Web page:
Unions critical of plans to give headteachers more power
31 January 2018, 06:45
Trade unions have criticised proposals to give headteachers more power, describing them as "flawed" and not supported by the majority of staff.
The Educational Institute of Scotland (EIS), the country's largest teaching union, and Unison Scotland, which represents school support staff, were responding to a consultation on the Scottish Government's new Education Bill.
The Bill would see sweeping reforms to the school system, including the introduction of a new Headteachers' Charter, giving heads more power over the curriculum, recruitment and budgets.
However the EIS warned only a minority of headteachers and deputies backed the move.
A survey of its members found 41% of around 400 heads and deputies support the charter, while almost 85% believed it was best delivered in best practice guidance rather than legislation.
The union also argued that rather than focussing on the formal role of headteachers, the proposals "should be seeking to entitle and empower teachers and schools more collectively".
"Regrettably, the Scottish Government is failing to look beyond the post of headteacher in its proposed reform," the union said.
"The EIS believes that the proposals represent a missed opportunity to explore what would really empower schools and teachers: collegial practice, teacher voice, professional entitlement, and a focus on cultural change, coupled with increased investment."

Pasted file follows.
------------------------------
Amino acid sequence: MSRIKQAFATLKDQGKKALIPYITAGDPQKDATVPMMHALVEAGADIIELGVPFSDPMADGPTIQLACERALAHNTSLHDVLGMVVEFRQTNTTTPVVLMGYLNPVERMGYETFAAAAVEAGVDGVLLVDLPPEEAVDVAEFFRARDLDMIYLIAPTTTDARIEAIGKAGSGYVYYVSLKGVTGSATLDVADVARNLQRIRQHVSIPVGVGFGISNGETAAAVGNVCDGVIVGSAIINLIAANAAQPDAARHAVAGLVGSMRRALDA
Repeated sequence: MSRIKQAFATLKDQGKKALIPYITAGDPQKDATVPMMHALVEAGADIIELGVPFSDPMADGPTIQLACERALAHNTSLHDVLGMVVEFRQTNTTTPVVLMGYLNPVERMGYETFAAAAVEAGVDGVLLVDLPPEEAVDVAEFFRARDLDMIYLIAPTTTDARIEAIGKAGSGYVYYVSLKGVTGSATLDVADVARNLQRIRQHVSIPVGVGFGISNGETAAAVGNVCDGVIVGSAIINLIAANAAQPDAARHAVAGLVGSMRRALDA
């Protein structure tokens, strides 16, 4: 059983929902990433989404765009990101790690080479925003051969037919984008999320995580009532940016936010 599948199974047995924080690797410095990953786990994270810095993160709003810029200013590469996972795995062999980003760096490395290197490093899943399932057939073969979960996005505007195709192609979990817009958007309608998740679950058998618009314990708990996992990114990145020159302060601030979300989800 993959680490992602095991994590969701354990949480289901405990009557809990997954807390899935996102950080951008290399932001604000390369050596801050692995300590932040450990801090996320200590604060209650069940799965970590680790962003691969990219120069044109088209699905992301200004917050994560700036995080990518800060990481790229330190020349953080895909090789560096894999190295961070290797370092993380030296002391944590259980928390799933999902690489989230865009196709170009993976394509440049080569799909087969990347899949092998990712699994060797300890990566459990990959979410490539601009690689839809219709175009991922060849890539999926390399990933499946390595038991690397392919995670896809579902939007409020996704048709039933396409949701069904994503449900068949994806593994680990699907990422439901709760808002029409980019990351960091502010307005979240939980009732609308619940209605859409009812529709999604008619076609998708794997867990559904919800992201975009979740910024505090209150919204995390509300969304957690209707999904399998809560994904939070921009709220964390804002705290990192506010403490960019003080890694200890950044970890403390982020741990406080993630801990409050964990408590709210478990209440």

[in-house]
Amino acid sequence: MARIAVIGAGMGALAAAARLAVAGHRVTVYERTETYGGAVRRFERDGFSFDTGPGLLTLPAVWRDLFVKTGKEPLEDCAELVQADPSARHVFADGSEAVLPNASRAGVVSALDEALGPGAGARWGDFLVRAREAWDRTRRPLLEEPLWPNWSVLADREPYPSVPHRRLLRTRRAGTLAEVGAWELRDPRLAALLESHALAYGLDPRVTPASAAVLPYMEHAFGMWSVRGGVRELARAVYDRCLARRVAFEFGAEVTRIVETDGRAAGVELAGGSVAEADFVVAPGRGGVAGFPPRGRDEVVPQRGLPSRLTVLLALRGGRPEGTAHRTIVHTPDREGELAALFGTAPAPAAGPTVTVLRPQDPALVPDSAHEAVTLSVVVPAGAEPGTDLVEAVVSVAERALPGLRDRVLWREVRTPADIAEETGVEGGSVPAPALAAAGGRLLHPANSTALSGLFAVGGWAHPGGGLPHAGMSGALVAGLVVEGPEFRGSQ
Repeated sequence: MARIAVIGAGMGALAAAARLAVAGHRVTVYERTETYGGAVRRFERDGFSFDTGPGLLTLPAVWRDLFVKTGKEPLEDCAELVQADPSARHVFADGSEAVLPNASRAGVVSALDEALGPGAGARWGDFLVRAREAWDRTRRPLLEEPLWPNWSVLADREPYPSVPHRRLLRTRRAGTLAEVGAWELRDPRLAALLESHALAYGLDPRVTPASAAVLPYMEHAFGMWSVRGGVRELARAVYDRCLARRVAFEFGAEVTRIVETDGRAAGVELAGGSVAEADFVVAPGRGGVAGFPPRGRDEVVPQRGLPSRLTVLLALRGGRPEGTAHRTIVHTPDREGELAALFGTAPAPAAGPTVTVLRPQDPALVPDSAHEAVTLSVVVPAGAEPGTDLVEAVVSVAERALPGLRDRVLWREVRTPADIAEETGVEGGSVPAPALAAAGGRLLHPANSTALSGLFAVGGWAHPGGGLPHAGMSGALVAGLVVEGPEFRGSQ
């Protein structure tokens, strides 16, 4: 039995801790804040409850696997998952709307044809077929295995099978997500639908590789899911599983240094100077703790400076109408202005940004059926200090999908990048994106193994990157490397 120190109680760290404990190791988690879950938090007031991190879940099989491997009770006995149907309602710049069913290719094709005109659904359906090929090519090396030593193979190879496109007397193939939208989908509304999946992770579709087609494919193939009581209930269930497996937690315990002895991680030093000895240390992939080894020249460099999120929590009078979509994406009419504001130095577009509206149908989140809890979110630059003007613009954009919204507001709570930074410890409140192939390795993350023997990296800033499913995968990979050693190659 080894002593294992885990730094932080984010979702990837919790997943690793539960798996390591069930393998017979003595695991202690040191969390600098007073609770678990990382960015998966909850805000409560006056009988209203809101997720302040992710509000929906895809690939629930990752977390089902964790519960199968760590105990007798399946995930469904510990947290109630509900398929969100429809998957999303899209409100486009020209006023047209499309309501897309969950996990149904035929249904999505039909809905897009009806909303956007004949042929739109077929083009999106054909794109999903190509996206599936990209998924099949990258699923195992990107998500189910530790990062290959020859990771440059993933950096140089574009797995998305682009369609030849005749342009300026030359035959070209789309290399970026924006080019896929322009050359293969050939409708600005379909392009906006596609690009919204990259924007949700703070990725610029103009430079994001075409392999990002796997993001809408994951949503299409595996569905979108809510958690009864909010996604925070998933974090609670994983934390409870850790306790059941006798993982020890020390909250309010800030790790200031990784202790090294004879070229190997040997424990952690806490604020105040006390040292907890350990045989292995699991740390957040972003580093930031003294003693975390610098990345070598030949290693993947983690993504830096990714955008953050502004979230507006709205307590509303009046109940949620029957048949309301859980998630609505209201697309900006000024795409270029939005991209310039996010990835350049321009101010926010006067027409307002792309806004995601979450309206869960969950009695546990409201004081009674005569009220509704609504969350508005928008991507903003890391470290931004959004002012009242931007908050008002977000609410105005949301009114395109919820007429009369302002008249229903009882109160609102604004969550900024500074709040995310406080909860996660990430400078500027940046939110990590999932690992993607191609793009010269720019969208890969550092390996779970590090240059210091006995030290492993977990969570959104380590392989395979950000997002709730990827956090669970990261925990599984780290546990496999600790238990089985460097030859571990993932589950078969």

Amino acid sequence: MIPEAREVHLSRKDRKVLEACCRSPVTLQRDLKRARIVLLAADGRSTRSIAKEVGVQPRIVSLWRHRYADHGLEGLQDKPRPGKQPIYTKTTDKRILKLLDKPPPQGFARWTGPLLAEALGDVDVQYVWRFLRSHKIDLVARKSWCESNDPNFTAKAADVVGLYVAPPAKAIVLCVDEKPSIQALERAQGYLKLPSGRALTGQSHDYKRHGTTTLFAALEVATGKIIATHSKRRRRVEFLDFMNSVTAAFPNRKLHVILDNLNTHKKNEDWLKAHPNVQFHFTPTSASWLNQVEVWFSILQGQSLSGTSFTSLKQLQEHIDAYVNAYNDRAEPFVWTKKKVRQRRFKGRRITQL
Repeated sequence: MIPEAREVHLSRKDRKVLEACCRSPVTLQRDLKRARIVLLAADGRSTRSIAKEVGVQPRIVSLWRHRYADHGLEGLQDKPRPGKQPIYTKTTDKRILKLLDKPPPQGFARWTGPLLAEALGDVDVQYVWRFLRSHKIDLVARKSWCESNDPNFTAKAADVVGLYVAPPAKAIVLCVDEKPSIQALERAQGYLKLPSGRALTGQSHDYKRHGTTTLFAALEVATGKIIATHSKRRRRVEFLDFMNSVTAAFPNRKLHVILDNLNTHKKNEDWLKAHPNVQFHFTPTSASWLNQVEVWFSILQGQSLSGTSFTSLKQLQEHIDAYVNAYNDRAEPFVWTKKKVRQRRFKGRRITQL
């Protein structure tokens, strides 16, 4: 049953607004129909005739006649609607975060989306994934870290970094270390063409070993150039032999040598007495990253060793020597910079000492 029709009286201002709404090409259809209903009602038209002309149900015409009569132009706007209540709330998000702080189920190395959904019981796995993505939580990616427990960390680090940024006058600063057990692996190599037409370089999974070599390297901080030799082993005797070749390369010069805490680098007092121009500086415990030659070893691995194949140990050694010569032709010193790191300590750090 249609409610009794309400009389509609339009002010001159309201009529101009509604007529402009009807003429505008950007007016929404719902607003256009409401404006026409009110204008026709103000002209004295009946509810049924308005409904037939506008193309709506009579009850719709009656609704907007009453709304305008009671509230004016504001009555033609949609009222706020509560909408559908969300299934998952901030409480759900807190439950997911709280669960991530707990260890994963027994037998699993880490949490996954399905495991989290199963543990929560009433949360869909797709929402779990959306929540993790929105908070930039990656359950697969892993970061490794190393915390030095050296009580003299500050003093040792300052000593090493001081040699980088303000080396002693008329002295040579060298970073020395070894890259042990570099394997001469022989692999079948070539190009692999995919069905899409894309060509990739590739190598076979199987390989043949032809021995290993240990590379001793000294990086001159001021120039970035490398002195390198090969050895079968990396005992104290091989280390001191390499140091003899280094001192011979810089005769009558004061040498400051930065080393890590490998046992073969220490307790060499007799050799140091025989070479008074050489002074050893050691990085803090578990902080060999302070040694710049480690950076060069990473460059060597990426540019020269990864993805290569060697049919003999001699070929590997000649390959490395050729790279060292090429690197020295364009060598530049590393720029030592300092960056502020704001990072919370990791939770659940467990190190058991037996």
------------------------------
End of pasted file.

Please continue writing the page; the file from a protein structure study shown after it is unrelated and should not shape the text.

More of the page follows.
EIS general secretary Larry Flanagan said it was was clear the union's members "have very serious reservations about the nature and scale of the proposals related to their roles and responsibilities".
"These proposals could radically change the job of headteacher, creating additional bureaucratic and managerialist tasks on top of an already severe workload burden," he said.
Meanwhile Unison accused ministers of ignoring the views of those working in the profession.
Dave Watson of the union said: "It is very clear that the key problems in Scottish education are not caused by a lack of power for headteachers - it's budget cuts, a teacher shortage and loss of support staff.
"The government must put its focus on children, not structures, and provide the much needed funding in education and wider local government services that support children and families."
The General Teaching Council of Scotland (GTCS) also published a critical response to the consultation, stating its "strong opposition" to plans to disband it and transfer its functions to a new Education Workforce Council.
It described the plans as "unnecessary and costly structural change".
Commenting on the responses, Labour's education spokesman Iain Gray said: "It is becoming clear that (Education Secretary) John Swinney's bill doesn't have the confidence of those who will be tasked with implementing it."
A Scottish Government spokeswoman said: "Our education reforms are focussed on giving schools and headteachers more power and money to raise standards and close the attainment gap.
"Our reform proposals are based on international evidence of how high-performing education systems work - and will deliver extra help for teachers in the classroom, more professional development and a stronger voice for parents and pupils.
"We welcome feedback in response to our consultation on the Education (Scotland) Bill and will consider all the responses received."